Anyway, TF-IDF clearly helped us to gain some insights about each album. Although useful, we would love for something that would generalize and pick up an overarching theme from each album, and TF-IDF clearly cannot do that. So how about LDA?

The main problem with LDA (or feature, depending on how you look at it) is that LDA needs lots of data to separate topics well. In fact, claims the following:

The number of documents plays perhaps the most important role; it is theoretically impossible to guarantee identification of topics from a small number of documents, no matter how long.

Looks like our 12 albums won’t cut it. So let’s split them back into individual songs and hope for the best.

from gensim.corpora.dictionary import Dictionary
import gensim
lda_corpus = []
for album in lyrics_per_album:
for song in album:

Sometimes it’s useful to generate various n-grams for LDA — it just works better this way. “New_York” makes more sense rather than “New” and “York”.

bigram = gensim.models.Phrases(lda_corpus, min_count=5, threshold=100)
trigram = gensim.models.Phrases(bigram[lda_corpus], min_count=5, threshold=100)
bigram_mod = gensim.models.phrases.Phraser(bigram)
trigram_mod = gensim.models.phrases.Phraser(trigram)
lda_corpus = [trigram_mod[bigram_mod[doc]] for doc in lda_corpus]
dictionary = Dictionary(lda_corpus)
bow_corpus = [dictionary.doc2bow(text) for text in lda_corpus]

Let’s naively assume that every album has that “overarching theme” and that LDA can separate them perfectly into topics (I know, I know). We set the num_topics to 12:

from gensim.models.ldamulticore import LdaMulticore
from gensim.models import CoherenceModel
model = LdaMulticore(bow_corpus, num_topics=12, id2word=dictionary, workers=7, passes=10, per_word_topics=True,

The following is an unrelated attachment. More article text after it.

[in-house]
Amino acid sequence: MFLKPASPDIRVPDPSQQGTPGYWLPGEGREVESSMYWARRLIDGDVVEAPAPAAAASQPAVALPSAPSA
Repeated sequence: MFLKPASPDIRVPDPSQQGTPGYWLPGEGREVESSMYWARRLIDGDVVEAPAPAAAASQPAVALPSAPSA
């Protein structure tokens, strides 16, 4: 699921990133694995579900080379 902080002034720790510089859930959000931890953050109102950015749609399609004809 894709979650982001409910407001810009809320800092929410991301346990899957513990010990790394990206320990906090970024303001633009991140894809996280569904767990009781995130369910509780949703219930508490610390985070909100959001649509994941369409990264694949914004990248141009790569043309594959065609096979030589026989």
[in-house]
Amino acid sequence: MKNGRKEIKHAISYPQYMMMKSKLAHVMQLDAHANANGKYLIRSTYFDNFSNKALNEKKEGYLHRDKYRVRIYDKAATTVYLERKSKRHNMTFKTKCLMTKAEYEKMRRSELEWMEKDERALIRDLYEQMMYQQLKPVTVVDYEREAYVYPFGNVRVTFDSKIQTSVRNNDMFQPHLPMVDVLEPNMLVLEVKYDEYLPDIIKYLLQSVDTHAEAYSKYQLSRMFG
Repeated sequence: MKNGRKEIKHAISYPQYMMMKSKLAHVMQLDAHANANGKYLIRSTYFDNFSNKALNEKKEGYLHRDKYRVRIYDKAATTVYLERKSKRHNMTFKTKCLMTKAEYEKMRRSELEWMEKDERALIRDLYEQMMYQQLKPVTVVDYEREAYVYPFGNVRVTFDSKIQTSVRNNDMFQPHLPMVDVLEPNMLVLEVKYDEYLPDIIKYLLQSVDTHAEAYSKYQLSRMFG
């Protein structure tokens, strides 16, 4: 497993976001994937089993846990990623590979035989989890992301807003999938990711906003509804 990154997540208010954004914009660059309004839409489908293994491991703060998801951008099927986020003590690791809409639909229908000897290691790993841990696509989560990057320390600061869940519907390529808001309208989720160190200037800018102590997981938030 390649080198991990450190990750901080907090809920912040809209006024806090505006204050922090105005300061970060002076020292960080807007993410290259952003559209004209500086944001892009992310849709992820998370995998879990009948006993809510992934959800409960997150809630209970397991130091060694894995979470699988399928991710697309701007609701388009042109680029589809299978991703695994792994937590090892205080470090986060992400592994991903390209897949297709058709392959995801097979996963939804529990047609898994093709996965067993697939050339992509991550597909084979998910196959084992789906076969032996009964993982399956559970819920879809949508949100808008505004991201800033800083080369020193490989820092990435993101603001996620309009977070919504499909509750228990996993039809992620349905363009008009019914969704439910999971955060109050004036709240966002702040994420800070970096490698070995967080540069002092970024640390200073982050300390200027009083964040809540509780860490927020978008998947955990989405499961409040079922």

coherence_model = CoherenceModel(model=model, corpus=bow_corpus, texts=lda_corpus, coherence=’c_v’)

Is it a lot? Well, let’s examine the topics themselves:

from pprint import pprintpprint(model.print_topics())[(0,
'0.020*"get" + 0.017*"love" + 0.016*"like" + 0.012*"take" + 0.011*"come" + '
'0.010*"could" + 0.009*"another" + 0.008*"make" + 0.007*"back" + 0.007*"go"'),
'0.022*"say" + 0.020*"know" + 0.018*"get" + 0.017*"go" + 0.016*"yeah" + '
'0.015*"come" + 0.014*"hey" + 0.013*"want" + 0.011*"oh" + 0.011*"like"'),
'0.046*"love" + 0.014*"make" + 0.014*"see" + 0.012*"around" + 0.010*"get" + '
'0.010*"want" + 0.009*"know" + 0.009*"way" + 0.008*"never" + 0.008*"go"'),
'0.022*"get" + 0.017*"know" + 0.014*"come" + 0.013*"want" + 0.013*"girl" + '
'0.012*"go" + 0.011*"like" + 0.009*"friend" + 0.008*"call" + 0.008*"walk"'),
'0.054*"get" + 0.013*"know" + 0.011*"give" + 0.010*"say" + 0.010*"tell" + '
'0.009*"right" + 0.009*"one" + 0.009*"love" + 0.009*"come" + 0.009*"make"'),
'0.029*"around" + 0.023*"look" + 0.018*"please" + 0.011*"know" + 0.010*"get" '
'+ 0.009*"way" + 0.009*"never" + 0.009*"torture" + 0.009*"far" + '
'0.026*"get" + 0.020*"turn" + 0.014*"well" + 0.012*"yeah" + 0.009*"yes" + '
'0.009*"sale" + 0.008*"like" + 0.008*"blood" + 0.008*"true_men_kill_coyote" '
'+ 0.008*"know"'),
'0.014*"love" + 0.013*"time" + 0.012*"like" + 0.012*"oh" + 0.012*"get" + '
'0.011*"know" + 0.011*"come" + 0.010*"go" + 0.009*"sing" + 0.008*"want"'),
'0.020*"know" + 0.017*"get" + 0.015*"let" + 0.011*"time" + 0.010*"go" + '
'0.009*"man" + 0.009*"like" + 0.008*"say" + 0.008*"want" + 0.008*"girl"'),
'0.020*"get" + 0.015*"long" + 0.014*"make" + 0.013*"come" + 0.012*"gon_na" + '
'0.012*"time" + 0.009*"fall" + 0.009*"baby" + 0.009*"know" + 0.008*"wo"'),
'0.028*"want" + 0.024*"party_pussy" + 0.021*"yeah" + 0.020*"baby" + '
'0.019*"good" + 0.013*"get" + 0.011*"say" + 0.008*"make" + 0.008*"take" + '
'0.029*"away" + 0.018*"take" + 0.017*"like" + 0.016*"get" + 0.015*"know" + '
'0.012*"make" + 0.011*"never" + 0.009*"thing" + 0.008*"see" + 0.008*"say"')]

I don’t know about you, but I cannot figure out which one is which. It’s definitely not separating them based on the albums. Rather, it’s separating them based on the songs again — take a look at topic 10 for example.